Will the Financial Services Compensation Scheme protect my savings?

15 February 2016

I’m worried that the total is above the £75,000 covered under the Financial Services Compensation Scheme (FSCS). I’ve been told that they count as two separate accounts, so I can have up to £75,000 in each. Is that correct?

DM/via email

"The FSCS pays compensation to consumers who suffer a loss when financial services firms, authorised by the Prudential Regulation Authority or Financial Conduct Authority, are declared in default and unable to pay claims against them.

Aviva is a member of the FSCS and so claims against the insurer should be covered by the scheme.

The compensation limits vary depending on the type of financial product you hold. When you refer to £75,000, this relates to the new limit for deposit accounts (reduced from £85,000 from 1 January 2016). This is a limit per person with each deposit-taking organisation. So it wouldn’t matter if you had several accounts with the same bank or building society, what would matter is the total value of those accounts.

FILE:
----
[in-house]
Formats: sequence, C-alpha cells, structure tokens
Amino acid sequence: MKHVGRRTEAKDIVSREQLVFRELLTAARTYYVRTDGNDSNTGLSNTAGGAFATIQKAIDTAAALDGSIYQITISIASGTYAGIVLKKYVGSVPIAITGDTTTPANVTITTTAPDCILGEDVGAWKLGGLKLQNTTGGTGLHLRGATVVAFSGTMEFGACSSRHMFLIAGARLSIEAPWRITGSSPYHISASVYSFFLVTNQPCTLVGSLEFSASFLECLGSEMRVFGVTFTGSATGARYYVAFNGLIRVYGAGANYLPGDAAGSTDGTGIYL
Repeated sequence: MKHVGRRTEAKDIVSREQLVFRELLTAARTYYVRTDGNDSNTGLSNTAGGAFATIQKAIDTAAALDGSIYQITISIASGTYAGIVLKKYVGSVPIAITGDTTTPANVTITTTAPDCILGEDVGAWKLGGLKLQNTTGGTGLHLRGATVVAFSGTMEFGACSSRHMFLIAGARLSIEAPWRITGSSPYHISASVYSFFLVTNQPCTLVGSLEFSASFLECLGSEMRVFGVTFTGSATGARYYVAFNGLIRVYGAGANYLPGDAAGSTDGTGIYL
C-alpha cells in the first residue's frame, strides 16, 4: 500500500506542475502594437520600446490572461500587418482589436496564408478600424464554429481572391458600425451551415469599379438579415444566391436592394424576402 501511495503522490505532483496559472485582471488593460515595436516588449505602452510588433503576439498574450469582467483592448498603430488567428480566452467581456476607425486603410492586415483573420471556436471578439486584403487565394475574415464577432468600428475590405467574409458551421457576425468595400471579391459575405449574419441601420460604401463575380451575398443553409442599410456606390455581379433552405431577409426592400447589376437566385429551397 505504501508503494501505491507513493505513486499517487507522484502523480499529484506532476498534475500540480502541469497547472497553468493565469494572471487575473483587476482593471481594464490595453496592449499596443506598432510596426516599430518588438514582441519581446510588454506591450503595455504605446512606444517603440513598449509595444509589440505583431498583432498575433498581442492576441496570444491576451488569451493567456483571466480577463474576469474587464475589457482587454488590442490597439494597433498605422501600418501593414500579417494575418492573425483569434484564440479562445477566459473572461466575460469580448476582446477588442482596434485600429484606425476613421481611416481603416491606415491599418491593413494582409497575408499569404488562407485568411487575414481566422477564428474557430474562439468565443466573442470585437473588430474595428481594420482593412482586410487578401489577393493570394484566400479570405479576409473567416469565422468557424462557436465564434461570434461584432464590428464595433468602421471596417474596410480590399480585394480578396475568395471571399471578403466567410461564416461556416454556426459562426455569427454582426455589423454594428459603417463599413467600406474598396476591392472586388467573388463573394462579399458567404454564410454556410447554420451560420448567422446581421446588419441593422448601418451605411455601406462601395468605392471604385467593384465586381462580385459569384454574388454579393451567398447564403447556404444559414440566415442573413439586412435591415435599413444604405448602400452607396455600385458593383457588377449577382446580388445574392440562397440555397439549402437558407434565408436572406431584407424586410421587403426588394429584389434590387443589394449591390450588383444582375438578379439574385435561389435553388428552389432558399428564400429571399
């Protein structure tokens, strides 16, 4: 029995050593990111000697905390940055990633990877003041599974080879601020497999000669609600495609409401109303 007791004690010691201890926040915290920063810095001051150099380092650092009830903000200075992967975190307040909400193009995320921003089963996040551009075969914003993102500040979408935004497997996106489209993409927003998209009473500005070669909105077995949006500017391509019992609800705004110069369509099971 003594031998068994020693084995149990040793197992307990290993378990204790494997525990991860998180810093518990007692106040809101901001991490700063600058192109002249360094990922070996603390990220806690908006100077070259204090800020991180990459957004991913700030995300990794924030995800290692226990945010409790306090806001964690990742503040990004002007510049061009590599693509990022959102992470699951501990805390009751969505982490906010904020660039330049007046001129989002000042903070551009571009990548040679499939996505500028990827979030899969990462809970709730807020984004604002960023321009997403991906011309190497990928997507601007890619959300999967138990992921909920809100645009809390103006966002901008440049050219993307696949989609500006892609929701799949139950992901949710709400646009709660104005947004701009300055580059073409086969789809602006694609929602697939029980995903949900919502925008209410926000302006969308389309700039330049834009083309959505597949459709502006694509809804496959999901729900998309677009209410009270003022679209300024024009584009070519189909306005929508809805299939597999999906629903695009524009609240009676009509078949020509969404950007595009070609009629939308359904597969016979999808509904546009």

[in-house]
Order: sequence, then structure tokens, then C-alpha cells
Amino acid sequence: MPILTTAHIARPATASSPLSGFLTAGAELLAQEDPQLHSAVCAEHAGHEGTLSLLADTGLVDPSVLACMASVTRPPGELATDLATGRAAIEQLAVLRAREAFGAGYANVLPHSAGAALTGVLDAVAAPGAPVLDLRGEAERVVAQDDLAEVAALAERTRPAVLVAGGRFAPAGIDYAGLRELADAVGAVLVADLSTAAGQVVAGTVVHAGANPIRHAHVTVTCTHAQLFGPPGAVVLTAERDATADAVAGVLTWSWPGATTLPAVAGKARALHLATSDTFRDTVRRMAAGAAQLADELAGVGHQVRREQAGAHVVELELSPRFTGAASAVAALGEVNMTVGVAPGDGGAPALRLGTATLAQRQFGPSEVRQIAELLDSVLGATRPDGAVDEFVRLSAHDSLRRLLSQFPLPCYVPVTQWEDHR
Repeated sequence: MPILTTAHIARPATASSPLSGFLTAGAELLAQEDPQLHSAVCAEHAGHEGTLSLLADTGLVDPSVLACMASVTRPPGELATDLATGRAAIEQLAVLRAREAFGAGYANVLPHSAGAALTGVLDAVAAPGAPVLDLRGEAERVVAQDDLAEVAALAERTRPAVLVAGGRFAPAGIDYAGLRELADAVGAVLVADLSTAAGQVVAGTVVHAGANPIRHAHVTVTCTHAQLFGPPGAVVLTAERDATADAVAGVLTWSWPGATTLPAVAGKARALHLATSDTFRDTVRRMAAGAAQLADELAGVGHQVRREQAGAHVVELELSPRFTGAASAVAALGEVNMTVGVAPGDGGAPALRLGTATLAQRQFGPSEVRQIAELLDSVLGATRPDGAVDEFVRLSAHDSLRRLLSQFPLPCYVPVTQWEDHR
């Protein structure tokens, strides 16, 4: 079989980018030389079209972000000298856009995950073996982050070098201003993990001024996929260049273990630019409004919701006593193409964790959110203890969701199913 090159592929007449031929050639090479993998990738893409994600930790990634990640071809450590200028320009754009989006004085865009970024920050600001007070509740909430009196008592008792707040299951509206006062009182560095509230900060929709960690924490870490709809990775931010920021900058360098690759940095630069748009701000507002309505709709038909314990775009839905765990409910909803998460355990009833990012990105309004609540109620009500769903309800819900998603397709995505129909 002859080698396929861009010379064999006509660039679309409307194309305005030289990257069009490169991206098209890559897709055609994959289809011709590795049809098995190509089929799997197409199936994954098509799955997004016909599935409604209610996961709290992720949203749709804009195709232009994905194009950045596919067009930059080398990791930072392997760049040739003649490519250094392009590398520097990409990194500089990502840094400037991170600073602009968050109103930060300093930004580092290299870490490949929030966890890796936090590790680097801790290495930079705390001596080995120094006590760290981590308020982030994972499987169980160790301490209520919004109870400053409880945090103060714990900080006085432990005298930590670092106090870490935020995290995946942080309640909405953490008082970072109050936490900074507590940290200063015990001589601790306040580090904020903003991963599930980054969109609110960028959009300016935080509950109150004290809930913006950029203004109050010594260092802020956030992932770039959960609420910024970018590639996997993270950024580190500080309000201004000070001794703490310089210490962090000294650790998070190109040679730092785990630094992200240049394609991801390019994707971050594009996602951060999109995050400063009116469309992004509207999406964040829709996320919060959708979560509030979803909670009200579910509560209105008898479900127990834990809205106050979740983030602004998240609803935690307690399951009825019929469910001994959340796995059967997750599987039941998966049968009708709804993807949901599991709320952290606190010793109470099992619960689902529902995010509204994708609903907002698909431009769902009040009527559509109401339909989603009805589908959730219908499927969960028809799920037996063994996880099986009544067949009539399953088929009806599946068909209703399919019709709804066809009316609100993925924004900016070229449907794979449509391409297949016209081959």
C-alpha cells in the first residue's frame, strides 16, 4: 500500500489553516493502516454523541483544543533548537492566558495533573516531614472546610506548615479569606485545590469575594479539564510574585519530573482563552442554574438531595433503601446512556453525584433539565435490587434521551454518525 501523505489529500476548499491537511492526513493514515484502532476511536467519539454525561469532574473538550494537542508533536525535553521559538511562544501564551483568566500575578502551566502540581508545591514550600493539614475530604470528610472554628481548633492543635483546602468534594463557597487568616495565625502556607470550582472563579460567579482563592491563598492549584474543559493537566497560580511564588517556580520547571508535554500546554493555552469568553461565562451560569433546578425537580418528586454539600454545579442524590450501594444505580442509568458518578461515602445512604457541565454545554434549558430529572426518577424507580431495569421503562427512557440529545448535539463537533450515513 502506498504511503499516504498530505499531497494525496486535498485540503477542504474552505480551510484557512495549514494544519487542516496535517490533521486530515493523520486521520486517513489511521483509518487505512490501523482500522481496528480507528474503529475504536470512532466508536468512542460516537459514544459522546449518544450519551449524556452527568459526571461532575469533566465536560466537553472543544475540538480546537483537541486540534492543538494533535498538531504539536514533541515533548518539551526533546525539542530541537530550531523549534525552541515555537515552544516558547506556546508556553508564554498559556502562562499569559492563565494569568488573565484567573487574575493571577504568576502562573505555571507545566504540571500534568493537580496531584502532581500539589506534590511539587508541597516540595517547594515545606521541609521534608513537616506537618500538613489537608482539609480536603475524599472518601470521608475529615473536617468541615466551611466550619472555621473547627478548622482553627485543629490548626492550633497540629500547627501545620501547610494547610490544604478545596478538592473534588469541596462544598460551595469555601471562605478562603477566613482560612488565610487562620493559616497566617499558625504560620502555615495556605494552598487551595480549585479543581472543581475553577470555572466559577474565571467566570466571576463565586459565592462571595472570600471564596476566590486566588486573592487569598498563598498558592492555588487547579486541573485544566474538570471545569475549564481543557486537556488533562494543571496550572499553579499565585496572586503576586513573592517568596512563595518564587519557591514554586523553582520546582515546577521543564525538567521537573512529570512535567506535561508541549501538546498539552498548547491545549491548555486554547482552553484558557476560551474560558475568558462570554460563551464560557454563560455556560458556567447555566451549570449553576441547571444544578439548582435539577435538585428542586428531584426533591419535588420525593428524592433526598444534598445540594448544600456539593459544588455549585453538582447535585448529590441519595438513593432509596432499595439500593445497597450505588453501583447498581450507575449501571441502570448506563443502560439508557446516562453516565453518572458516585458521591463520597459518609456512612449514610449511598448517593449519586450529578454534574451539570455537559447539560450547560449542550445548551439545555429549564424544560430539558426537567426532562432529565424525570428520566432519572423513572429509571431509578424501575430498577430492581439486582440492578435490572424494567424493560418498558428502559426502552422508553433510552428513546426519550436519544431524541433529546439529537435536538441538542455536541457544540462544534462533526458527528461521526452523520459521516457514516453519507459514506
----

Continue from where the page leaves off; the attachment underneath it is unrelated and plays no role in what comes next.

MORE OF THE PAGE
This £75,000 limit would apply for cash Isas, but FSCS protection is different for pensions and stocks and shares Isas.

Personal pensions are often thought of as investment products. In reality, if your pension is directly managed by Aviva it is likely to fall under the long-term insurance category. This means that the FSCS would provide protection of 100% of the claim, with no upper limit.

If your pension is invested with third-party investment managers and they are in default, then it could be covered under the investments category instead, in which case the FSCS would provide protection of up to £50,000 per person per firm. You can clarify this with Aviva to see which category your pension sits in.

Stocks and shares Isas would be treated as investments and so the compensation limit of £50,000 per person per firm would apply."

Read our article How stocks and shares Isas work for more info.

Patrick Connolly is a certified financial planner for Chase de Vere.